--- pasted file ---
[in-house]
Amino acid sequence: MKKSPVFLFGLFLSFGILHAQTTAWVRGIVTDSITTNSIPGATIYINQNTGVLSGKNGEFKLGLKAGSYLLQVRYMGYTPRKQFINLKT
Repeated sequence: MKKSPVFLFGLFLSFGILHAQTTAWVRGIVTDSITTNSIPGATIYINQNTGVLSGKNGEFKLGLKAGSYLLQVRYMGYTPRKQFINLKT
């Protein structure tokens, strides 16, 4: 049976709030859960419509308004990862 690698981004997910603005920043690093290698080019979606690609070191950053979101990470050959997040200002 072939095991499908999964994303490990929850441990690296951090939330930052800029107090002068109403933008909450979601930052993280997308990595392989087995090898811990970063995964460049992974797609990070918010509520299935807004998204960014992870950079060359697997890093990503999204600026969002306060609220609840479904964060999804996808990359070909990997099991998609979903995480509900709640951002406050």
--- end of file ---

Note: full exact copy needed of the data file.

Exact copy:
[in-house]
Amino acid sequence: MKKSPVFLFGLFLSFGILHAQTTAWVRGIVTDSITTNSIPGATIYINQNTGVLSGKNGEFKLGLKAGSYLLQVRYMGYTPRKQFINLKT
Repeated sequence: MKKSPVFLFGLFLSFGILHAQTTAWVRGIVTDSITTNSIPGATIYINQNTGVLSGKNGEFKLGLKAGSYLLQVRYMGYTPRKQFINLKT
């Protein structure tokens, strides 16, 4: 049976709030859960419509308004990862 690698981004997910603005920043690093290698080019979606690609070191950053979101990470050959997040200002 072939095991499908999964994303490990929850441990690296951090939330930052800029107090002068109403933008909450979601930052993280997308990595392989087995090898811990970063995964460049992974797609990070918010509520299935807004998204960014992870950079060359697997890093990503999204600026969002306060609220609840479904964060999804996808990359070909990997099991998609979903995480509900709640951002406050």